Ian Bicking: the old part of his blog

An Ideal Web Development Environment

I wanted to list a bunch of features of an ideal environment for web development. Well, here's some features, in no particular order. This only covers a few aspects, sometimes at a high level and sometimes at a fairly low level. Whether I intended it or not -- I actually forget -- Little of it is Python specific. It could apply just as well to Perl, Ruby, or Lisp as it would to Python (PHP, Java, and .NET/ASP already have a slightly different take on many of these issues, and in various ways I suspect many of these things wouldn't be applicable -- Smalltalk, except perhaps for GNU, is so far out of the norm that it's hard to usefully include). These are mostly focused on the development tools and conventions, not such petty things as code (silly human, code is for monkeys!)

I plan to expand this list as I think of more things; maybe I'll store it someplace more permanent. I'm sure I've left out large areas that are important aspects to development.

  1. It should be easy to figure out where things in the rendered HTML come from. This could probably be handled with comments. Of course, they could only be inserted in a debugging mode. They should be automatic, not just conventions the template writers use.
  2. Templates should have a search path, where typically the first paths on the path are specific to the installation or site.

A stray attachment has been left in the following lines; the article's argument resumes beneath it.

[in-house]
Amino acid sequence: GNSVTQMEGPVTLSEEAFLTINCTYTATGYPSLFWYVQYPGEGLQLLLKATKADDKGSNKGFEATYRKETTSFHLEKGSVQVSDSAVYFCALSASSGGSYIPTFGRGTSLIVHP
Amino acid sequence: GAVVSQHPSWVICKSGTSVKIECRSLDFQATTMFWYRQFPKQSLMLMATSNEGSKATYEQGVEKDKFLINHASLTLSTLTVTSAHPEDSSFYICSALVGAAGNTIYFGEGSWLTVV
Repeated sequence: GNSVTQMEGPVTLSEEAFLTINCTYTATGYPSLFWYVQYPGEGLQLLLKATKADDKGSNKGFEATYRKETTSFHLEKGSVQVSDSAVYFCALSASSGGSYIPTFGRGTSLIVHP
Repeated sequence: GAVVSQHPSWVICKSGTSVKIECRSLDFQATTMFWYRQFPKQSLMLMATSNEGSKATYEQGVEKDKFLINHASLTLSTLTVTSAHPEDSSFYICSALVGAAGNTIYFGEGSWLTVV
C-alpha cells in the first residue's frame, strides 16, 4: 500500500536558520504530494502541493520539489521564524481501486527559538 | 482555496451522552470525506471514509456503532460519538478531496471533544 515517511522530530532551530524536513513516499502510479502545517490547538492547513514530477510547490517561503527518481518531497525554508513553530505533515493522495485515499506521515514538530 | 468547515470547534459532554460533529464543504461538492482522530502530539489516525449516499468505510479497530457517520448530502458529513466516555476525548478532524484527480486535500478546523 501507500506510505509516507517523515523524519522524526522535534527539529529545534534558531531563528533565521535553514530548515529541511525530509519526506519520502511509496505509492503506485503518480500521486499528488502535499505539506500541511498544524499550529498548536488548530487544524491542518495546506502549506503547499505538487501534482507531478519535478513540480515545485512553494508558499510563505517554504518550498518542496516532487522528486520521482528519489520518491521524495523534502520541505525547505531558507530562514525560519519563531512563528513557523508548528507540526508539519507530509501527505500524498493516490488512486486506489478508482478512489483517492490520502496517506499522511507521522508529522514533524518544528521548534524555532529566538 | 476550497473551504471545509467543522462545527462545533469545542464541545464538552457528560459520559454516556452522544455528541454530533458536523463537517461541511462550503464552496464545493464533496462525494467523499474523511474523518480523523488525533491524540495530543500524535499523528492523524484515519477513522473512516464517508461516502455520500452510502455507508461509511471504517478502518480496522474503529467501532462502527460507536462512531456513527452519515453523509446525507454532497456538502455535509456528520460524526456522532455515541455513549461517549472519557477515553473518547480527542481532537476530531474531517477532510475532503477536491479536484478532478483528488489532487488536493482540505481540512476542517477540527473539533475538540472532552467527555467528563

3. There should be an easy way to clone the application-installed template into that site directory. There should be 3-way merges so you can integrate changes to the application templates into your customized templates. Obviously source control should be applied here too. Maybe all this happens through a web interface, maybe not.
  4. Internationalization files go through the same process, as well as CSS. I don't see a good reason for Javascript, though. CSS should not be rendered unless there is a very good reason, it should be a static file directly served. DItto Javascript. This way there is a direct mapping from these files to files on disk.
  5. Everything should be refreshed immediately (i.e., changes are viewed on next reload). Syntax errors should produce useful messages (including syntax errors in Python that might make the application unloadable).